Every so often Guardian columnist Simon Jenkins bile duct overflows and he releases a torrent of vituperative and bombastic nonsense about the HS2 rail project. He’s been doing this on a regular basis for years now. The fact he’s always proved spectacularly wrong and fact-free never stops him as the man clearly believes his own myths and is unashamed by the fact his fictional tirades never age well.
Crewe based blogger Tim Fenton has punctured Jenkins hot air balloon several times in the past. Notably here in 2014 and here in 2015. Sadly, the fact nowadays he’s in the fairy story business rather than real Journalism hasn’t stopped the Guardian publishing him. I’m assuming their Editor no longer cares about trivial things like facts and the truth as clicks are more important. The rubbish Jenkins writes are good enough to generate those as his rants against HS2 are guaranteed to be shared by the projects opponents – even ones whom aren’t natural Guardian readers! It’s a win for the Grauniad and a loss for those who like decent, factual journalism, analysis – and the truth.
Let’s have a look at Jenkins latest fact-free farrago shall we? I’d suggest wearing a peg on your nose whilst doing it as the smell of bullshit is overpowering. It’s entitled “Depleted and unwanted, HS2 hurtles on as Johnson’s £100bn vanity project” – which is a good start as that’s three untruths in the headline and we haven’t even got to the article yet! The first paragraph is no better…
“Britain’s new high-speed railway will not – repeat: not – get to the north of England. It will go back and forth from London to the Midlands and its chief beneficiaries will be London commuters. All else is political spin”
Really? Jenkins seems unaware that contracts for building HS2 Phase 2a from Birmingham to Crewe have already been let. Contractors have already started on preparatory work as Phase 2a gained Royal Assent on the 11th February 2021 after flying through both Houses of Parliament with a huge majority – just as Phase 1 did. Now, what was that about “unwanted”? HS2 has always commanded huge-cross party political support. So much so that the handful of opponents in the Lords didn’t even bother calling for a vote on the Phase 2a bill as they knew they were completely outnumbered.
Oh, and “London Commuters”? Hs2 is a long-distance railway. Like all other long-distance railways that means the vast majority of passengers will be leisure travellers, NOT commuters. The HS2 business case is based on 70% of travellers doing so for leisure. How can that be predicted? Easy, because we know who uses the existing Long-Distance services.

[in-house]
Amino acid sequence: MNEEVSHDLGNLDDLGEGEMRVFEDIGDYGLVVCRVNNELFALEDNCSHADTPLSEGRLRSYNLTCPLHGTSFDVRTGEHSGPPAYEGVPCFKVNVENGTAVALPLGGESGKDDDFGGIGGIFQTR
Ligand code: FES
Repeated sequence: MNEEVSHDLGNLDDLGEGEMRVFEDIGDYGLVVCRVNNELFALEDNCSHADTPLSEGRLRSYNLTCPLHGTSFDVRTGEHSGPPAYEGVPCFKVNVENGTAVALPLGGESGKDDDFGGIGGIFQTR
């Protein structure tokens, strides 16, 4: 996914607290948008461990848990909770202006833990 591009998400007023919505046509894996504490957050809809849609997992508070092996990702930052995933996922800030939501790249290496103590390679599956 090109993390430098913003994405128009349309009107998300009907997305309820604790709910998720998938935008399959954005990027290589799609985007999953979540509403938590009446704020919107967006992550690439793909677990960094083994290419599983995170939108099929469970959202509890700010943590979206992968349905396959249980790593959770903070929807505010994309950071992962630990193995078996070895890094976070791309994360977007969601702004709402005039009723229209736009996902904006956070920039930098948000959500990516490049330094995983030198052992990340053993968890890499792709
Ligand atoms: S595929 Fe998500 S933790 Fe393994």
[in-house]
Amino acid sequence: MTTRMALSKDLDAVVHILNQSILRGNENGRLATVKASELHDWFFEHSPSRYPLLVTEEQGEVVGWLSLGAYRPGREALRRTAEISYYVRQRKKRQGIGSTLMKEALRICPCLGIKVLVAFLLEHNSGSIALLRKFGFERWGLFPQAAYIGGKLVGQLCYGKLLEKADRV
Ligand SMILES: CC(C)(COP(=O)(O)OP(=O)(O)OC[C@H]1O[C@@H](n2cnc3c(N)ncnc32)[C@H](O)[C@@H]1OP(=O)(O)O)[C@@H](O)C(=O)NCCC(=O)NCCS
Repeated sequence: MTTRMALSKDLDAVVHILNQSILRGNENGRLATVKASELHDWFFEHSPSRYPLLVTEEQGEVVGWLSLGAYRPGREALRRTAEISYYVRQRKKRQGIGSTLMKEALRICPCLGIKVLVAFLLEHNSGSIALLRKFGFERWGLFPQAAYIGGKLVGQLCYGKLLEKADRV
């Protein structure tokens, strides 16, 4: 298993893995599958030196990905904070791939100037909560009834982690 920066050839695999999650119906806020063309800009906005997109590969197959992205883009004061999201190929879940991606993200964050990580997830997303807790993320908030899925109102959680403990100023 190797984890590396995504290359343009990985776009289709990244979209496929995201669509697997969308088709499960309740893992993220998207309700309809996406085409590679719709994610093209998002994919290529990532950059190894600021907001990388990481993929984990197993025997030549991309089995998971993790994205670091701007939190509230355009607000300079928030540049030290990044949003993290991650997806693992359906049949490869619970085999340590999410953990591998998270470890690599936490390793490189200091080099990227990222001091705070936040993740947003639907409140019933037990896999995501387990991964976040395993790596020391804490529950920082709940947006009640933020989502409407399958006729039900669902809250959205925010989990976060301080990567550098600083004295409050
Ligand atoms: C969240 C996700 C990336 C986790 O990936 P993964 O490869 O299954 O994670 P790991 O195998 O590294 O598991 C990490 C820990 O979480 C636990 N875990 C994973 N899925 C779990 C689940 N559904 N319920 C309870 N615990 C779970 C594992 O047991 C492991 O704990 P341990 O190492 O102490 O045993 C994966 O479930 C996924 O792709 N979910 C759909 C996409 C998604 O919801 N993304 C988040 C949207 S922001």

Meanwhile, Jenkins continues to dig a hole…
“This became certain last week as the government’s internal major projects authority declared phase two of the HS2 project, to Manchester and Leeds, effectively dead. While the already-started London-to-Birmingham stretch is still marked at “amber/red” for “successful delivery in doubt”, anything north of Crewe has been designated “unachievable”.
This is complete cobblers of course and will come as real news to people on the leg from Crewe to Manchester (and HS2 Ltd themselves) as the Government announced the timetable for the Phase 2b leg in the Queens Speech at the state opening of Parliament. The bill will be deposited in Parliament next year.
As for this amber/red and ‘unachievable’ nonsense, this is Jenkins failing to understand what the ratings (given by the Infrastructure and Projects Authority) actually mean. For example, we have two ‘unachievable’ Queen Elizabeth class aircraft carriers floating around right now that the IPA rated red. Oh, and the new Intercity Express Programme (IEP) trains built by Hitachi that are ploughing up and down the East Coast and Great Western main lines? They were rated ‘unachievable’ as well.
What’s next? Oh yes,
“Since HS2 has always been politics-driven – no rail strategy ever gave it priority”
This is more complete bollocks. The origins of HS2 are in several studies looking at the needs for future rail capacity that were carried out by the likes of Network Rail. In fact, it was this study. “Meeting the capacity challenge: The case for new lines” which was published by NR in 2009 that was the basis for HS2. It was the rail industry who established the need for HS2, not politicians.
“The only way of conveying the scale of Johnson’s vanity in this vanity project is to convey its opportunity cost, a projected £106bn (and rising) over 20 years.”
More cobblers. The cost of HS2 is not a ‘projected’ £106bn. Yet again Jenkins resorts to fiction as he’s just too idle and sure of himself to fact check but he’s not alone in filching figures from others without checking so I’ll cut him some slack. This number has been bandied around an awful lot in the media. That’s because the media is so incestuous as well as lazy. Nicking other people’s copy is endemic. It’s like Chinese whispers and ‘send three and fourpence, the General’s going to a dance’, an error’s circulated, magnified and becomes a ‘fact’. It’s claimed the £106bn is an ‘official’ figure because it was in the Oakervee Review of HS2. There’s just one teeny problem – the actual figure (£106.6bn) was mentioned in the review so that Oakervee could specifically dismiss it! Here’s a link to the Oakervee review. Here’s what Oakervee actually said.
Here’s what Oakervee ‘really’ said about the costs (there’s a range, not a single figure).